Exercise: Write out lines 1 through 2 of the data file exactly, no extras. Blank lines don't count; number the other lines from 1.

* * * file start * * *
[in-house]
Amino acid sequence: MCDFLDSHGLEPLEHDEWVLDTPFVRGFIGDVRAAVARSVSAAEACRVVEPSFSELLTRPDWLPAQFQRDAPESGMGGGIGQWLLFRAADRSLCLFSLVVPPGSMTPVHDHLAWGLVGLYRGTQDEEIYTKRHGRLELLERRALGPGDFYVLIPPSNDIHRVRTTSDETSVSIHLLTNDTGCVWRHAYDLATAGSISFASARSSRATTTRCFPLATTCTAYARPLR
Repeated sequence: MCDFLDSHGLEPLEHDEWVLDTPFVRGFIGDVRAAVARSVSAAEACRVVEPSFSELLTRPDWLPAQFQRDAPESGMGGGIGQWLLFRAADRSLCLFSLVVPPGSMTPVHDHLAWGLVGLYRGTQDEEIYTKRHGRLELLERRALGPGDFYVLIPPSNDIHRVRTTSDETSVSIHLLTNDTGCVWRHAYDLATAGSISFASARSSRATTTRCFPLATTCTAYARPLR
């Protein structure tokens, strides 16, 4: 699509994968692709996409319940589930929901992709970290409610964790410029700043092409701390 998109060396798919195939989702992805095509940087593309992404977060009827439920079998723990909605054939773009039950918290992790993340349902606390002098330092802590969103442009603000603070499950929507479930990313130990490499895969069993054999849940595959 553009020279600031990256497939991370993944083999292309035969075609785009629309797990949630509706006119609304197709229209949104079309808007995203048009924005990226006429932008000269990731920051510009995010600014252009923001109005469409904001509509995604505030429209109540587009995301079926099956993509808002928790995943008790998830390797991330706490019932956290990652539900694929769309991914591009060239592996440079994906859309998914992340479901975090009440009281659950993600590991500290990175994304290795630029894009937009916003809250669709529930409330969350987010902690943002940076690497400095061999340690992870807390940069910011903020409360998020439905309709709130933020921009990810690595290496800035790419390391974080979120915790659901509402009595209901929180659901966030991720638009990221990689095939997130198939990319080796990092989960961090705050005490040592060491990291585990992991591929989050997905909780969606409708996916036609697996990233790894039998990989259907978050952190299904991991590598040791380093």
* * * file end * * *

[in-house]
Amino acid sequence: MCDFLDSHGLEPLEHDEWVLDTPFVRGFIGDVRAAVARSVSAAEACRVVEPSFSELLTRPDWLPAQFQRDAPESGMGGGIGQWLLFRAADRSLCLFSLVVPPGSMTPVHDHLAWGLVGLYRGTQDEEIYTKRHGRLELLERRALGPGDFYVLIPPSNDIHRVRTTSDETSVSIHLLTNDTGCVWRHAYDLATAGSISFASARSSRATTTRCFPLATTCTAYARPLR